It’s in the edit…
John 4: 20-29 (NRSVA)
20 Our ancestors worshipped on this mountain, but you say that the place where people must worship is in Jerusalem.’ 21 Jesus said to her, ‘Woman, believe me, the hour is coming when you will worship the Father neither on this mountain nor in Jerusalem. 22 You worship what you do not know; we worship what we know, for salvation is from the Jews. 23 But the hour is coming, and is now here, when the true worshippers will worship the Father in spirit and truth, for the Father seeks such as these to worship him. 24 God is spirit, and those who worship him must worship in spirit and truth.’ 25 The woman said to him, ‘I know that Messiah is coming’ (who is called Christ). ‘When he comes, he will proclaim all things to us.’ 26 Jesus said to her, ‘I am he, the one who is speaking to you.’
27 Just then his disciples came. They were astonished that he was speaking with a woman, but no one said, ‘What do you want?’ or, ‘Why are you speaking with her?’ 28 Then the woman left her water-jar and went back to the city. She said to the people, 29 ‘Come and see a man who told me everything I have ever done! He cannot be the Messiah, can he?’
Yesterday I compared the first part of the encounter with ‘the woman at the well’ to a ‘meet cute’ in a romcom — where two witty people spark off each other in seemingly mundane circumstances. Today I’m going to switch genre and turn to the offbeat arthouse indie flick.
One of the striking things about watching films made outside the big studio system is that they often expect you to do some of the work. Because blockbusters have to appeal to — and hold on to the attention of — a wide audience they are often edited in a breathless way. They cut from shot to shot rapidly with accompanying quick-fire dialogue which explains all the action.
This contrasts with the often more measured editing of an arthouse film which tends to leave room for pauses, gaps and ambiguity. Indie directors are sometimes willing to risk boring their audience (even to a self-indulgent extent…) in order to take their time to tell their story their way — perhaps inviting the viewer to come to their own conclusions. They will deliberately leave gaps: ‘How did that phone call go?’, ‘Where did she go next?’, ‘Did he escape?’ They engage our imaginations and encourage us to be part of the storytelling process, looking for clues.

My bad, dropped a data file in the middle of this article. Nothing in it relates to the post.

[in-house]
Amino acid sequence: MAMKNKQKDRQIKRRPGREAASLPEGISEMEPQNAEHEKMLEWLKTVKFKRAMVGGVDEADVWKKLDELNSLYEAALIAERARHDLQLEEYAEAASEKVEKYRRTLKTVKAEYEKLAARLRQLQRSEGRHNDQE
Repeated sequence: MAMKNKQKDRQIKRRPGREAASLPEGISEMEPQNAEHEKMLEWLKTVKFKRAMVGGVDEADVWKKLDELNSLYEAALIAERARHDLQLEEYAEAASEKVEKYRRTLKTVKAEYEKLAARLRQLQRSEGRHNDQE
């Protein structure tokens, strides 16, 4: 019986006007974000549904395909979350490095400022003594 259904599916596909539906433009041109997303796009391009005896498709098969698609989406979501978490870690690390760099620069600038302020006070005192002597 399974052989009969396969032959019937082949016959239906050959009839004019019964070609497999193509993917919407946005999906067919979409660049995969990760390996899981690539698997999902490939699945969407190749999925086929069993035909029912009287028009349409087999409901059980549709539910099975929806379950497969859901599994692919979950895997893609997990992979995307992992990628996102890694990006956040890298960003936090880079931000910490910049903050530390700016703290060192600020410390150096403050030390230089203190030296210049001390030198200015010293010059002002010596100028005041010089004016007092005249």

The Bible, with its mass appeal, is undoubtedly a blockbuster but the often startlingly post-modern approaches of these pre-modern texts leave room for the subtlety of the offbeat indie film as well as the mass-market crowdpleaser.
The Bible is never one thing.
The jump cut between verses 26 and 27 leaves us guessing. We find out that the woman goes back to the town to tell others about the man claiming to be the Messiah. But do we really think that she didn’t say anything else to Jesus? We are not told how she reacts in the first instance but tellingly we are told that the disciples don’t even bother to address her or ask Jesus why he is talking to her. The men return and she is sidelined from her own story. Is this just the sexism of the time or a sly knowing joke highlighting the ignorance of the disciples? What do you think happened? Did she raise her eyebrows? Did she have a witty comeback? The style of editing invites questions. The Bible is often rich on story and light on details — inviting each generation to come to it anew…
Editor above all editors,
we thank you
rearrange the scene
take the wide angle
switch to the close up
showing us evermore…
The Transforming Drink: Make time every day this week to thank God for a drink, whether a blessed cuppa, a cool water or a glass or two in celebration. Think about how Jesus lived a human life and regularly had to drink just like us. Give thanks for the drinks you have.